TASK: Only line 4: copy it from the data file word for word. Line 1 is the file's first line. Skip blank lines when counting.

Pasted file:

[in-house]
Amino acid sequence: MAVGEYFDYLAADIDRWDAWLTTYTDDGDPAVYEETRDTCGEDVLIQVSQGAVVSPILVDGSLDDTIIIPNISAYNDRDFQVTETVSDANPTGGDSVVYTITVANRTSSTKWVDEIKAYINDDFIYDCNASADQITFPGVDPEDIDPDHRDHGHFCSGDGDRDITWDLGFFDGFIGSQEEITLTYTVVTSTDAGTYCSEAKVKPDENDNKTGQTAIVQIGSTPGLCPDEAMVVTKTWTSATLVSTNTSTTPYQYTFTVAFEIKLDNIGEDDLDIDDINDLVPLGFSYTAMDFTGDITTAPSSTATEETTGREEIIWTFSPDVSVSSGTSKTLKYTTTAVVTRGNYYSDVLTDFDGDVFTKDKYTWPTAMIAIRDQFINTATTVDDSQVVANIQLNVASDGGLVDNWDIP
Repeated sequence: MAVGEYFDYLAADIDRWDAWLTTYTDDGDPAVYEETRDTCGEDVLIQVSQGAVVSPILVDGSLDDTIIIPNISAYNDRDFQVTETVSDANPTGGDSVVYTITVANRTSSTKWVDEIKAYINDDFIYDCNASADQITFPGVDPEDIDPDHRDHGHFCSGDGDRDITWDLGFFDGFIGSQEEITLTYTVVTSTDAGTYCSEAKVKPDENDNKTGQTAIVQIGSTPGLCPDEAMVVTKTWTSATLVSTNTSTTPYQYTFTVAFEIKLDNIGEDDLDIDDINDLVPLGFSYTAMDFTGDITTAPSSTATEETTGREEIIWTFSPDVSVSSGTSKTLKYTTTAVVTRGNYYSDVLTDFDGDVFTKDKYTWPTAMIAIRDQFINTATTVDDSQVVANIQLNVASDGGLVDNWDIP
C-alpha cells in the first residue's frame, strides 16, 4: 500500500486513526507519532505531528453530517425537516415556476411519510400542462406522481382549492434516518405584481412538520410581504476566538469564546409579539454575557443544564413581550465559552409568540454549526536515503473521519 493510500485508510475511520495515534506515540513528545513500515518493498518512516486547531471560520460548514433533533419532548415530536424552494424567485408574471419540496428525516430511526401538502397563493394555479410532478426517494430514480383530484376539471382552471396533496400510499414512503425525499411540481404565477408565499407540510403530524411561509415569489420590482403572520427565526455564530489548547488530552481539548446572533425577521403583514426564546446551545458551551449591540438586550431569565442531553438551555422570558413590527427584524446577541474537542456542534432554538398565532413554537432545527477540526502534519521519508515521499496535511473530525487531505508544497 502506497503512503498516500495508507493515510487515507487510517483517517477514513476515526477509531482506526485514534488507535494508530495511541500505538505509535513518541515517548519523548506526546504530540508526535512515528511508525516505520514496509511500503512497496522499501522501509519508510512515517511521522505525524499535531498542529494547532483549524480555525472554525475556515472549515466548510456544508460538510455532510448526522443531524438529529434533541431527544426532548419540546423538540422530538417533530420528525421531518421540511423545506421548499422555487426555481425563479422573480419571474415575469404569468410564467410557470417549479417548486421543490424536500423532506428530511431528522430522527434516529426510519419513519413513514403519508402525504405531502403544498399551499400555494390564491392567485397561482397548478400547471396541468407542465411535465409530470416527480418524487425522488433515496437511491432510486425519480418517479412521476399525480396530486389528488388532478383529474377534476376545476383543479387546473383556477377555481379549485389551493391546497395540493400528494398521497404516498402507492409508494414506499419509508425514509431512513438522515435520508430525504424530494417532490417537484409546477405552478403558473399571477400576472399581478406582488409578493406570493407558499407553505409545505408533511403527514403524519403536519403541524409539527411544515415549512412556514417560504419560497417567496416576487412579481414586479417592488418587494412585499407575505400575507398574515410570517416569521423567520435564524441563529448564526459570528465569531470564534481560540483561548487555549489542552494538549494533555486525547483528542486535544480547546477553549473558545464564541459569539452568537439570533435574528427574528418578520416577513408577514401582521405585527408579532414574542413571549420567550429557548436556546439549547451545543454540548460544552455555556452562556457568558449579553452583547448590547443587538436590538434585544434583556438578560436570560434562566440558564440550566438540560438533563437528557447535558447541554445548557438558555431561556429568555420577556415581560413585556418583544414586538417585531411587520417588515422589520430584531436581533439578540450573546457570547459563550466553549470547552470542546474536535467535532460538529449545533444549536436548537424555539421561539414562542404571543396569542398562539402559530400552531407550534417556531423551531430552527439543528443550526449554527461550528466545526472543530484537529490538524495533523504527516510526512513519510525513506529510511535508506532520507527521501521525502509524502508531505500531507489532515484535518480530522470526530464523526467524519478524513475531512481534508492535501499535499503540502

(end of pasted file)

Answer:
C-alpha cells in the first residue's frame, strides 16, 4: 500500500486513526507519532505531528453530517425537516415556476411519510400542462406522481382549492434516518405584481412538520410581504476566538469564546409579539454575557443544564413581550465559552409568540454549526536515503473521519 493510500485508510475511520495515534506515540513528545513500515518493498518512516486547531471560520460548514433533533419532548415530536424552494424567485408574471419540496428525516430511526401538502397563493394555479410532478426517494430514480383530484376539471382552471396533496400510499414512503425525499411540481404565477408565499407540510403530524411561509415569489420590482403572520427565526455564530489548547488530552481539548446572533425577521403583514426564546446551545458551551449591540438586550431569565442531553438551555422570558413590527427584524446577541474537542456542534432554538398565532413554537432545527477540526502534519521519508515521499496535511473530525487531505508544497 502506497503512503498516500495508507493515510487515507487510517483517517477514513476515526477509531482506526485514534488507535494508530495511541500505538505509535513518541515517548519523548506526546504530540508526535512515528511508525516505520514496509511500503512497496522499501522501509519508510512515517511521522505525524499535531498542529494547532483549524480555525472554525475556515472549515466548510456544508460538510455532510448526522443531524438529529434533541431527544426532548419540546423538540422530538417533530420528525421531518421540511423545506421548499422555487426555481425563479422573480419571474415575469404569468410564467410557470417549479417548486421543490424536500423532506428530511431528522430522527434516529426510519419513519413513514403519508402525504405531502403544498399551499400555494390564491392567485397561482397548478400547471396541468407542465411535465409530470416527480418524487425522488433515496437511491432510486425519480418517479412521476399525480396530486389528488388532478383529474377534476376545476383543479387546473383556477377555481379549485389551493391546497395540493400528494398521497404516498402507492409508494414506499419509508425514509431512513438522515435520508430525504424530494417532490417537484409546477405552478403558473399571477400576472399581478406582488409578493406570493407558499407553505409545505408533511403527514403524519403536519403541524409539527411544515415549512412556514417560504419560497417567496416576487412579481414586479417592488418587494412585499407575505400575507398574515410570517416569521423567520435564524441563529448564526459570528465569531470564534481560540483561548487555549489542552494538549494533555486525547483528542486535544480547546477553549473558545464564541459569539452568537439570533435574528427574528418578520416577513408577514401582521405585527408579532414574542413571549420567550429557548436556546439549547451545543454540548460544552455555556452562556457568558449579553452583547448590547443587538436590538434585544434583556438578560436570560434562566440558564440550566438540560438533563437528557447535558447541554445548557438558555431561556429568555420577556415581560413585556418583544414586538417585531411587520417588515422589520430584531436581533439578540450573546457570547459563550466553549470547552470542546474536535467535532460538529449545533444549536436548537424555539421561539414562542404571543396569542398562539402559530400552531407550534417556531423551531430552527439543528443550526449554527461550528466545526472543530484537529490538524495533523504527516510526512513519510525513506529510511535508506532520507527521501521525502509524502508531505500531507489532515484535518480530522470526530464523526467524519478524513475531512481534508492535501499535499503540502